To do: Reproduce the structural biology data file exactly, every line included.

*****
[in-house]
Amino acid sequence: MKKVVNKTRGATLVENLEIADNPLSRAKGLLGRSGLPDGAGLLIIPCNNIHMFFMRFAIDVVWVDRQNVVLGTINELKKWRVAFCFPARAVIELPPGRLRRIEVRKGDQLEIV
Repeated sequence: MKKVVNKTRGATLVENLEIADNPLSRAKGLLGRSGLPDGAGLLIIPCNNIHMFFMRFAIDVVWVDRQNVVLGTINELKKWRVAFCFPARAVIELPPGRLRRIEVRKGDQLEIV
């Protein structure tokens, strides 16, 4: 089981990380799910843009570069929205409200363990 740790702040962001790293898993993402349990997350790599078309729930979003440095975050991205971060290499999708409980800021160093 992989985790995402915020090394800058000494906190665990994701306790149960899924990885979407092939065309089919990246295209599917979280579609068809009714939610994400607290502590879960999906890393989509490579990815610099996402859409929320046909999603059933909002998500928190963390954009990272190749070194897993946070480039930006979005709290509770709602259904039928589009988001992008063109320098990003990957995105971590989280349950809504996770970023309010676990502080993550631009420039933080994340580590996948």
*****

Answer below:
[in-house]
Amino acid sequence: MKKVVNKTRGATLVENLEIADNPLSRAKGLLGRSGLPDGAGLLIIPCNNIHMFFMRFAIDVVWVDRQNVVLGTINELKKWRVAFCFPARAVIELPPGRLRRIEVRKGDQLEIV
Repeated sequence: MKKVVNKTRGATLVENLEIADNPLSRAKGLLGRSGLPDGAGLLIIPCNNIHMFFMRFAIDVVWVDRQNVVLGTINELKKWRVAFCFPARAVIELPPGRLRRIEVRKGDQLEIV
């Protein structure tokens, strides 16, 4: 089981990380799910843009570069929205409200363990 740790702040962001790293898993993402349990997350790599078309729930979003440095975050991205971060290499999708409980800021160093 992989985790995402915020090394800058000494906190665990994701306790149960899924990885979407092939065309089919990246295209599917979280579609068809009714939610994400607290502590879960999906890393989509490579990815610099996402859409929320046909999603059933909002998500928190963390954009990272190749070194897993946070480039930006979005709290509770709602259904039928589009988001992008063109320098990003990957995105971590989280349950809504996770970023309010676990502080993550631009420039933080994340580590996948």